Unfortunately, this meant that I need to do some shenanigans when I want to sign content in my Debian work, because the new subkey takes time to propagate to the Debian archive. For example, I have to specify the primary key with a "bang" when signing packages (debsign -k '792152527B75921E!' ...) or use inline signatures in email sent for security announcement (since that trick doesn't work in Mutt or Notmuch). I tried to figure out how to better coordinate this next time by reading up documentation on keyring.debian.org, but there is no fixed date for key changes on the rsync interface. There are "monthly changes" so one's best bet is to look for the last change in their git repository.

GitLab.com and LFS migration

I finally turned off my src.anarc.at git repository service by moving the remaining repos to GitLab. Unfortunately, GitLab removed support for git-annex recently, so I had to migrate my repositories to Git-LFS, which was an interesting experience. LFS is pretty easy to use, definitely simpler than git-annex. It also seems to be a good match for the use-case at hand, which is to store large files (videos, namely) as part of slides for presentations.

It turns out that their migration guide could have been made much simpler. I tried to submit those changes to the documentation but couldn't fork the GitLab EE project to make a patch, so I just documented the issue in the original MR for now. While I was there I filed a feature request to add a new reference shortcut (GL-NNN) after noticing a similar token used on GitHub. This would be a useful addition because I often have numbering conflicts between Debian BTS bug numbers and GitLab issues in packages I maintain there. In particular, I have problems using GitLab issue numbers in Monkeysign, because commit logs end up in Debian changelogs and will be detected by the Debian infrastructure even though those are GitLab bug numbers. Using such a shortcut would avoid detection and such a conflict.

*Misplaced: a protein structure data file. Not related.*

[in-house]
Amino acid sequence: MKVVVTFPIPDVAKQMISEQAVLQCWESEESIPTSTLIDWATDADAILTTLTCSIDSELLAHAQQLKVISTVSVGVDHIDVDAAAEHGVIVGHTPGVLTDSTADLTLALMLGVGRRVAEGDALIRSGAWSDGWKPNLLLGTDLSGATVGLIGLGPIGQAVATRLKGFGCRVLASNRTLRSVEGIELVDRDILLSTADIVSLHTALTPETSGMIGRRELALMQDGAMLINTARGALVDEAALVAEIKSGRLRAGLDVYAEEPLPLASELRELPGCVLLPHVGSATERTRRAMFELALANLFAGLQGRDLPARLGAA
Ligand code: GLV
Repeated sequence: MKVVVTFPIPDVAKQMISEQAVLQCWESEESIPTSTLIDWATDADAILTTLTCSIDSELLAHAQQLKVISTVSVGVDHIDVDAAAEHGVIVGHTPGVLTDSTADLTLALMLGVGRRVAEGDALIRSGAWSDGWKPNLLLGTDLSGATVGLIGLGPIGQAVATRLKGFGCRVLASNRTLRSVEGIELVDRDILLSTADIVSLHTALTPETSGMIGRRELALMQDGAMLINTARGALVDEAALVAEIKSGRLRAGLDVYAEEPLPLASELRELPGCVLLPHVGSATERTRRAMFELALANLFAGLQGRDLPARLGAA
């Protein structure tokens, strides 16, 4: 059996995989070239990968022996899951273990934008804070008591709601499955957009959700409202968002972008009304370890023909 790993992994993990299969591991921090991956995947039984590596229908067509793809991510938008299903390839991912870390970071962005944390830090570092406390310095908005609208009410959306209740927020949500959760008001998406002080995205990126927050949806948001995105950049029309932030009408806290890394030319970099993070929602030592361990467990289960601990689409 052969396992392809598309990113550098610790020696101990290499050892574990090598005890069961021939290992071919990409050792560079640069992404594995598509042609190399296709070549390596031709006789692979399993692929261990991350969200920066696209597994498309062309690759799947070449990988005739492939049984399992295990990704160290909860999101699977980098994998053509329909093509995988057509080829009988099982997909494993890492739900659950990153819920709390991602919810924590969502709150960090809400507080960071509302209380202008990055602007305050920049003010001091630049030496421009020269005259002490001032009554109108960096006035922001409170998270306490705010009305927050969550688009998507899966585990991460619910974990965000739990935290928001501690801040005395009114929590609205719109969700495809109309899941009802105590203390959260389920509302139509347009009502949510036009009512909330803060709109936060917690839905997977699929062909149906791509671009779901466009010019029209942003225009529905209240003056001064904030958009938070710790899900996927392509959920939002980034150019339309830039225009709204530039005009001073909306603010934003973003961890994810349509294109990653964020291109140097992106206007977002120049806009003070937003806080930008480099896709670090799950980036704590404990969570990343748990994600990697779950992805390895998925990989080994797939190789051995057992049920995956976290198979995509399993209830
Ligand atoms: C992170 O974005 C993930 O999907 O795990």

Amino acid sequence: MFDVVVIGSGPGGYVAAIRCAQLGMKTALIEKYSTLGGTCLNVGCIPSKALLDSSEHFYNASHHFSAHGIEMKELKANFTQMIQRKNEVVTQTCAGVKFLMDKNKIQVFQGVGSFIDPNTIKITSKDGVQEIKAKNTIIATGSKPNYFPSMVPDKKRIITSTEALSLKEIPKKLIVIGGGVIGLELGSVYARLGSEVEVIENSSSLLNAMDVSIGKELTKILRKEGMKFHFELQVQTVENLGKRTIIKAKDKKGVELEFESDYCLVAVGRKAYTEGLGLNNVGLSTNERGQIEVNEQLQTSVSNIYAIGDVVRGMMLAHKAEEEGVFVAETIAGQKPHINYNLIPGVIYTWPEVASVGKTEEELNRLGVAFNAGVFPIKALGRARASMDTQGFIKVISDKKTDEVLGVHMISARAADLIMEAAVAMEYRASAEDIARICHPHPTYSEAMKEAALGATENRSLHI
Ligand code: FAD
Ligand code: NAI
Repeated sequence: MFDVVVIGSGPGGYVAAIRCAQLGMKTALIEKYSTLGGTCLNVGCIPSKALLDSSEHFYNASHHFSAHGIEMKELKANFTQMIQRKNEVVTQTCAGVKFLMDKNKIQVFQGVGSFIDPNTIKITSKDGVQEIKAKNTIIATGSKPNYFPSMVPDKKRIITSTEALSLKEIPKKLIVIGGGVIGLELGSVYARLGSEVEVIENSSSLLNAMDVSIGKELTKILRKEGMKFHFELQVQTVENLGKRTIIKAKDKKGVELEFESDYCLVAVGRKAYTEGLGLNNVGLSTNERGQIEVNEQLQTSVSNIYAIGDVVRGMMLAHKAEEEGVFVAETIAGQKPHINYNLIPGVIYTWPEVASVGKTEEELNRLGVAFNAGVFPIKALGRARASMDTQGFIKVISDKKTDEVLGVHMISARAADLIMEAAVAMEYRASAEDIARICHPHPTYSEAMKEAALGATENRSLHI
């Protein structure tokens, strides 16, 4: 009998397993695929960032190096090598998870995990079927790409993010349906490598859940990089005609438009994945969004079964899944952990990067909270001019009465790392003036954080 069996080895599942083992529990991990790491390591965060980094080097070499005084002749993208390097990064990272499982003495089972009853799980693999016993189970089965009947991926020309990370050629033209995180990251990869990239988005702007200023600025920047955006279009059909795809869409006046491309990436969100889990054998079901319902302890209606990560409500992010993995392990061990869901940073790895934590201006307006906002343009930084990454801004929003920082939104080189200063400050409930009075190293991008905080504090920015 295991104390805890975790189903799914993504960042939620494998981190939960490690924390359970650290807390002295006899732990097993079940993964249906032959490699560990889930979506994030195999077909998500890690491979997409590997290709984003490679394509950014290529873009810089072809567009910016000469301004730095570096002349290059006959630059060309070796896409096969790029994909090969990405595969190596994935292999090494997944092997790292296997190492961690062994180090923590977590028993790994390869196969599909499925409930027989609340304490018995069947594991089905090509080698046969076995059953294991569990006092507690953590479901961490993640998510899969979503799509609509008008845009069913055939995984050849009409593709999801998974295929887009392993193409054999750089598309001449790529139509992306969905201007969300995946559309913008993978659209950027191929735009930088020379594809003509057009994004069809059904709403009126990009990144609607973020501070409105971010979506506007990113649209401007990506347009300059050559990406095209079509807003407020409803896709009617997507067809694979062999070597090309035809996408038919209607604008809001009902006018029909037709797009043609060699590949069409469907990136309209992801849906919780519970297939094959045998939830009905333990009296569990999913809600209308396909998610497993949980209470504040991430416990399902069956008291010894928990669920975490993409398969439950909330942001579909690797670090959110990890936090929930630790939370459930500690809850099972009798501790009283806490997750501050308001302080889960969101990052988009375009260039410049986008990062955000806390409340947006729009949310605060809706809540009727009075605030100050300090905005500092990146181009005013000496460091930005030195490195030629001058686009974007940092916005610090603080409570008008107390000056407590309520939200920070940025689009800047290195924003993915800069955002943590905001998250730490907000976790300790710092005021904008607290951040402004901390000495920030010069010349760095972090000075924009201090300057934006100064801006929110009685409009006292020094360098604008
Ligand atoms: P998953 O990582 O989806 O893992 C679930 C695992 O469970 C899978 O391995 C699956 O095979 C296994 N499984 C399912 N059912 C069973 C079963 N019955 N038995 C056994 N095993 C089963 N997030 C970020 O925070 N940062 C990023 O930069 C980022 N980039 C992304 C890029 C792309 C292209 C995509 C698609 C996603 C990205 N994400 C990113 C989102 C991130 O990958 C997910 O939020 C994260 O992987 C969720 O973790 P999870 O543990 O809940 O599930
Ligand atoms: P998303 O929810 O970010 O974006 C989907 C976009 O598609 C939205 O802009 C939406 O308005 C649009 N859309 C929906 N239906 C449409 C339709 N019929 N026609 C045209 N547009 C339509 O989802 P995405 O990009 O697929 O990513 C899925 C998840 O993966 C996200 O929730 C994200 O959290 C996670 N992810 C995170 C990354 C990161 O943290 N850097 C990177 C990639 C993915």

Numpy-stats

I wrote a small tool to extract numeric statistics from a given file. I often do ad-hoc benchmarks where I store a bunch of numbers in a file and then try to make averages and so on. As an exercise in learning NumPy, I figured I would write such a simple tool, called numpy-stats, which probably sounds naive to seasoned Python scientists.

My incentive was that I was trying to figure out what was the distribution of password length in a given password generator scheme. So I wrote this simple script:

for i in seq 10000 ; do shuf -n4 /usr/share/dict/words | tr -d '\n' done > length

And then feed that data in the tool:

$ numpy-stats lengths { "max": 60, "mean": 33.883293722913464, "median": 34.0, "min": 14, "size": 143060, "std": 5.101490225062775 }

I am surprised that there isn't such a tool already: hopefully I am wrong and will just be pointed towards the better alternative in the comments here!

Safe Eyes

I added screensaver support to the new SafeEyes project, which I am considering as a replacement to the workrave project I have been using for years. I really like how the interruptions basically block the whole screen: way more effective than only blocking the keyboard, because all potential distractions go away.